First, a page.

Posted tagged ‘solar power’

Already Discounted

April 26, 2010

Headlines in todays papers cry that the “signs” all point to the end of the recession. You might ask, especially if you are unemployed or a public service employee awaiting a pending layoff due to budget shortfalls, what “signs”?

One sign is the stock market which is now above 11,000 and looks like it still has a lot of momentum. The sages say the stock market is always priced at what the near future will bring, they say it has already discounted the recovery and its high price reflects that.  If the market keeps rising, sages predict a stronger economy and more jobs.

More traditional economists point to factory inventory levels and orders placed upon these factories. These indicators, too, are positive because inventories are low and orders are beginning to mount up. Businessmen do not want to lose orders and will react by running their factories more. In short they will hire workers and buy more from others who in turn must hire more workers.

Memories are short. Most workers remember the last boom driven by the housing industry. New homes coupled with the real estate boom combined to both employ a lot of Americans and to create the allure of increased wealth through property appreciation. The lesson that should have been learned is that there are only so many houses that Americans can afford so building more does no one a favor. Another lesson is your house or property is worth only what someone else will pay for it. I wonder whether the market has discounted these realities too?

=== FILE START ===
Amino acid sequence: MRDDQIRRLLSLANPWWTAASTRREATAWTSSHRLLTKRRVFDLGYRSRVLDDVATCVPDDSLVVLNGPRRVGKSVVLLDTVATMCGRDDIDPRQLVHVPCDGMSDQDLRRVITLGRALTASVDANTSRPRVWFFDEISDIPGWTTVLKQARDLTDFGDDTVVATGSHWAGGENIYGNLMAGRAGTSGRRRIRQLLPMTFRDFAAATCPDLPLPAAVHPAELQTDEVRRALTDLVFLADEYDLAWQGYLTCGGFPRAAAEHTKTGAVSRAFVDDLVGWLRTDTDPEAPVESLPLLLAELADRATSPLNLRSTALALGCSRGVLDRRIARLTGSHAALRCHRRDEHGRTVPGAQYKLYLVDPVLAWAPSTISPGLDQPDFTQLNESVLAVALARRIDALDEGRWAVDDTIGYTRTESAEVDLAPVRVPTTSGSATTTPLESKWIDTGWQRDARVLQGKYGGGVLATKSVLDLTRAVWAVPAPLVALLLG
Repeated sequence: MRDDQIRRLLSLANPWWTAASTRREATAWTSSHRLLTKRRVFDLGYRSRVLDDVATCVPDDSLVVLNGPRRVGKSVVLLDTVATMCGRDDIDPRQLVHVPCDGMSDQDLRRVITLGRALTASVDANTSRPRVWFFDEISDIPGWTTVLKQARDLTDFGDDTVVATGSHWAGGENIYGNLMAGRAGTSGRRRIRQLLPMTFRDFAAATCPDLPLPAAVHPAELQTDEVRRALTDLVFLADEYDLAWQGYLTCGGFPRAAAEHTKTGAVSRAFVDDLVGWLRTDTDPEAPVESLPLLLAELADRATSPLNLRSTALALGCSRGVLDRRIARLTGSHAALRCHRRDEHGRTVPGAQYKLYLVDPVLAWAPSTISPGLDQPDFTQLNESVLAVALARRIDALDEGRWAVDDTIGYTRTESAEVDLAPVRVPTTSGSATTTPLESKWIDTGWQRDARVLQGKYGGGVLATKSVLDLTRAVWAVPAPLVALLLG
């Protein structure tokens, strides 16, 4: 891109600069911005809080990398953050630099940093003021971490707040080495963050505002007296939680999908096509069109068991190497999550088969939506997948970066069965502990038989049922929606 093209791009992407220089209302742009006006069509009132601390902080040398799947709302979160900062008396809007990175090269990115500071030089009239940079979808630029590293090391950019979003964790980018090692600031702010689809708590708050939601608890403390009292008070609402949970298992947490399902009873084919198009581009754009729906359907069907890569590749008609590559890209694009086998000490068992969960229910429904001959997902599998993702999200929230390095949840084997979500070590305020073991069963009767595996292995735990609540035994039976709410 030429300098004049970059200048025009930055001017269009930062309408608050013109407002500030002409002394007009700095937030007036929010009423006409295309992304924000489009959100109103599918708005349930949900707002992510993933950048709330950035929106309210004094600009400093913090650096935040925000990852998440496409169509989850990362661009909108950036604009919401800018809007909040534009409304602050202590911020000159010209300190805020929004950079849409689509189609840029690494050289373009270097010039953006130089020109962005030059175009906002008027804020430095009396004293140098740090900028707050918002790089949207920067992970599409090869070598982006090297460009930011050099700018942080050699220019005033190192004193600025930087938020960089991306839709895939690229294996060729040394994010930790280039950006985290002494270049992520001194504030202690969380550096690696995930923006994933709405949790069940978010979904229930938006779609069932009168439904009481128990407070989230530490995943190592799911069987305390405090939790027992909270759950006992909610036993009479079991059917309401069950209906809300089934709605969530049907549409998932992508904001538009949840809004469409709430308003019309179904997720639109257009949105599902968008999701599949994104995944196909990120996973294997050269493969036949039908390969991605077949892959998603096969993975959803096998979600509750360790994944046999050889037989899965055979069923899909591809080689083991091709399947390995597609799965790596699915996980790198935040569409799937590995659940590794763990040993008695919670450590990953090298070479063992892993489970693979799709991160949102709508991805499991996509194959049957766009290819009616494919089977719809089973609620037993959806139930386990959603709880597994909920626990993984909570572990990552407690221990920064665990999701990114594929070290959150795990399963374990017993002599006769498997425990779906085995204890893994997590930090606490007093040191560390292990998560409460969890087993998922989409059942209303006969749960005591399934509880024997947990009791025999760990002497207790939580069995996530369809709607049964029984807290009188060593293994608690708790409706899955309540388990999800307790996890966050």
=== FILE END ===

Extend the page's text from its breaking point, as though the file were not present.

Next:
Balance holds the keys to the future. Our economy needs some value creating engines that will produce earnings and enable workers to buy other goods and services. We can’t all work at Starbucks, and we also cannot all build houses.

Alternative energy projects offer one of the greatest areas of new jobs and new wealth creation. From sequestering carbon dioxide from the burning of coal to the conversion of wind and solar energy into electricity to power our cars, heat our homes, and light our paths, these type of projects can be game changers.